bims-cytox1 Biomed news
on Cytochrome oxidase subunit 1
Issue of 2018‒08‒05
two papers selected by
Gavin McStay
Staffordshire University

  1. Trends Cell Biol. 2018 Jul 25. pii: S0962-8924(18)30107-7. [Epub ahead of print]
    Fiedorczuk K, Sazanov LA.
      Complex I has an essential role in ATP production by coupling electron transfer from NADH to quinone with translocation of protons across the inner mitochondrial membrane. Isolated complex I deficiency is a frequent cause of mitochondrial inherited diseases. Complex I has also been implicated in cancer, ageing, and neurodegenerative conditions. Until recently, the understanding of complex I deficiency on the molecular level was limited due to the lack of high-resolution structures of the enzyme. However, due to developments in single particle cryo-electron microscopy (cryo-EM), recent studies have reported nearly atomic resolution maps and models of mitochondrial complex I. These structures significantly add to our understanding of complex I mechanism and assembly. The disease-causing mutations are discussed here in their structural context.
    Keywords:  NADH–ubiquinone oxidoreductase; cryo-electron microscopy; mitochondrial disease; mitochondrial respiratory chain; respiratory complex I
  2. Biochim Biophys Acta. 2018 Jul 25. pii: S0925-4439(18)30271-0. [Epub ahead of print]
    Cole LK, Kim JH, Amoscato AA, Tyurina YY, Bayır H, Karimi B, Siddiqui TJ, Kagan VE, Hatch GM, Kauppinen TM.
      Cardiolipin (CL) is a key mitochondrial phospholipid essential for mitochondrial energy production. CL is remodeled from monolysocardiolipin (MLCL) by the enzyme tafazzin (TAZ). Loss-of-function mutations in the gene which encodes TAZ results in a rare X-linked disorder called Barth Syndrome (BTHS). The mutated TAZ is unable to maintain the physiological CL:MLCL ratio, thus reducing CL levels and affecting mitochondrial function. BTHS is best known as a cardiac disease, but has been acknowledged as a multi-syndrome disorder, including cognitive deficits. Since reduced CL levels has also been reported in numerous neurodegenerative disorders, we examined how TAZ-deficiency impacts cognitive abilities, brain mitochondrial respiration and the function of hippocampal neurons and glia in TAZ knockdown (TAZ kd) mice. We have identified for the first time the profile of changes that occur in brain phospholipid content and composition of TAZ kd mice. The brain of TAZ kd mice exhibited reduced TAZ protein expression, reduced total CL levels and a 19-fold accumulation of MLCL compared to wild-type littermate controls. TAZ kd brain exhibited a markedly distinct profile of CL and MLCL molecular species. In mitochondria, the activity of complex I was significantly elevated in the monomeric and supercomplex forms with TAZ-deficiency. This corresponded with elevated mitochondrial state I respiration and attenuated spare capacity. Furthermore, the production of reactive oxygen species was significantly elevated in TAZ kd brain mitochondria. While motor function remained normal in TAZ kd mice, they showed significant memory deficiency based on novel object recognition test. These results correlated with reduced synaptophysin protein levels and derangement of the neuronal CA1 layer in hippocampus. Finally, TAZ kd mice had elevated activation of brain immune cells, microglia compared to littermate controls. Collectively, our findings demonstrate that TAZ-mediated remodeling of CL contributes significantly to the expansive distribution of CL molecular species in the brain, plays a key role in mitochondria respiratory activity, maintains normal cognitive function, and identifies the hippocampus as a potential therapeutic target for BTHS.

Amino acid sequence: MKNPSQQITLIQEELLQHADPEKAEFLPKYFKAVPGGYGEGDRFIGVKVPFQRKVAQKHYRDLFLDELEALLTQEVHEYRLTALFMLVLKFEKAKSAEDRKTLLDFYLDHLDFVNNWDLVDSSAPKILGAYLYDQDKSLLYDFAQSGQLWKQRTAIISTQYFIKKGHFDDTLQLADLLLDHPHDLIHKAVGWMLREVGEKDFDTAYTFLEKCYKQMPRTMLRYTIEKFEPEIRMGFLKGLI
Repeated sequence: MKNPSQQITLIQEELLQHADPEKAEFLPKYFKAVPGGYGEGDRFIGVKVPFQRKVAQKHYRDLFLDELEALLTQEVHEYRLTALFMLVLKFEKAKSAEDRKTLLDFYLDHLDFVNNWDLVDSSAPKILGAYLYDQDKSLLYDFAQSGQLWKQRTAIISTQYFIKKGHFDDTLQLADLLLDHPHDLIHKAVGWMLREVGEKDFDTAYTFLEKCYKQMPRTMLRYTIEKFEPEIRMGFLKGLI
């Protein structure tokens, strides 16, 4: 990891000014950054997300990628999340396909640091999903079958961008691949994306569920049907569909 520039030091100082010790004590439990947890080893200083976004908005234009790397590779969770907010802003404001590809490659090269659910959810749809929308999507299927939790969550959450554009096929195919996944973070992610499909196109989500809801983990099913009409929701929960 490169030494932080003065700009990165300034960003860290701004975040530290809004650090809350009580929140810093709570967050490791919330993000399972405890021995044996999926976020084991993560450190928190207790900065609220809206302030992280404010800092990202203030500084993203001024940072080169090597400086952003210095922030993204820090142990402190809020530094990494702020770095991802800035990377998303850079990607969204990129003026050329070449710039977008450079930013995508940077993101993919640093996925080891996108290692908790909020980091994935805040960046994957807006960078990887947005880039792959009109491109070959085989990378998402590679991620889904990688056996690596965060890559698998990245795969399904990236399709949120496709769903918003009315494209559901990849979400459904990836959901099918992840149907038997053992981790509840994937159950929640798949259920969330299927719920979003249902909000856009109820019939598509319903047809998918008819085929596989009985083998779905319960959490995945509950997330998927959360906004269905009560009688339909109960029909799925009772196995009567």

Keywords:  Barth syndrome; Brain; Cardiolipin; Cognition; Hippocampus; Monolysocardiolipin; Tafazzin